Thursday, March 03, 2005


A flurry of activity produces an oblong pile of sand. Dig a hole in the beach, down where the sand is fine and water seeps in, steadily filling the hole. Grab a double handful of dripping sand, raise it, plop it down on the beach. Quickly, while the last layer is still wet, reach back into the hole, mix the sand around and pick up as much will fit into cupped hands. Lay it down on the growing pile, agitate it, let it flow and settle. Repeat until the pile is big enough to work with.

Water lubricates the sand grains; they float, briefly, in the slurry you mix up and plop onto the beach. Once the handful of sand is stationary, the water starts to flow out the bottom and the sand settles with it. As you agitate, the lubricated grains nestle in next to each other, turning and fitting. This is why a wet-packed pile is more solid than a damp sand pile.

There's a practical limit to the size of this free pile. The taller it is, the faster water settles out from the upper layers. If it gets too dry, the next layer's water will run out too quickly and the sand can't do its nestling. When the pile is carved, it'll split along the horizon. Build the pile up beyond about eighteen inches and you have trouble.

Repeated trips to the beach allowed me to refine the technique. Some of my arches fell before they were finished, sign of learning. Eventually I ran into the size limit, so I worked on adding detail. The last arch I built had a Gothic sort of shape, with inner arches. Then it was time to go back to school, back to dry flat Nebraska. With me went some photographs of these arches, taken by others. I was too busy building to shoot pictures, but the prints aroused lots of curiosity. I showed them to friends and posted one on the school's bulletin board.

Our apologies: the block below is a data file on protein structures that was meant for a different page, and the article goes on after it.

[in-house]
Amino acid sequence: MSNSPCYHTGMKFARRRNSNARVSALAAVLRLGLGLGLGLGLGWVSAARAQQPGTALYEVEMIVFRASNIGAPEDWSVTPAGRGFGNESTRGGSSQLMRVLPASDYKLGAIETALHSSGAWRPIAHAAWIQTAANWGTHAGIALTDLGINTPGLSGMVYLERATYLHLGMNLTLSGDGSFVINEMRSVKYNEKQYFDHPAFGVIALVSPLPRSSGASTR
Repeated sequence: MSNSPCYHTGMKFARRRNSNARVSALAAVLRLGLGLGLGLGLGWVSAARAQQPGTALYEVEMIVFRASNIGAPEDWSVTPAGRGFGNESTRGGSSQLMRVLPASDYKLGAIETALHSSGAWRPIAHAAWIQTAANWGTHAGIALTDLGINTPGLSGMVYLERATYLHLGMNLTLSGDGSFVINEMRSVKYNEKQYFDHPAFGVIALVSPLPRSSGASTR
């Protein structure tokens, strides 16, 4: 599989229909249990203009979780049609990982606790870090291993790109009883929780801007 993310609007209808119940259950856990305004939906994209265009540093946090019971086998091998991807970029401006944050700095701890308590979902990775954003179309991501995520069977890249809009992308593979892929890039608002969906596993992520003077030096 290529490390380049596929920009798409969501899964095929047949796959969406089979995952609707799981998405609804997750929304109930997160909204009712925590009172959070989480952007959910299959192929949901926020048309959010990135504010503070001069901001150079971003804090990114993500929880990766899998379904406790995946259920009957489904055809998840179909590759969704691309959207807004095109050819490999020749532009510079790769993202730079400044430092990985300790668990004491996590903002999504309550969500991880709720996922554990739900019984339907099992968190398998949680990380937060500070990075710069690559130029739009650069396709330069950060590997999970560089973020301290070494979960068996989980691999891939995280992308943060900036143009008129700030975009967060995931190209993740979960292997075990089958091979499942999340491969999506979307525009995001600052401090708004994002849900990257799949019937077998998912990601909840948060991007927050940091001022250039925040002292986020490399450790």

Hang a string between two points: the curve it makes is a catenary, the physical response of string to gravity. The shape's signal feature is that all stress is in line with the string. It doesn't matter how much it curves, whether you pull it tight or let it hang deeply, the curve is a balanced catenary. Let the string hang so that the distance across is a little less than the vertical drop. Coat the string with epoxy, let it harden, then invert it. This is a catenary arch. Turn it to sand and you have a structure that balances gravity with compression, equally distributed along the legs. Go to the Exploratorium in San Francisco and you can make an arch out of loose blocks of wood. It stands, balanced, no glue in the joints. Sand stands also, with water's surface tension holding the grains together.

Next: "Forms"


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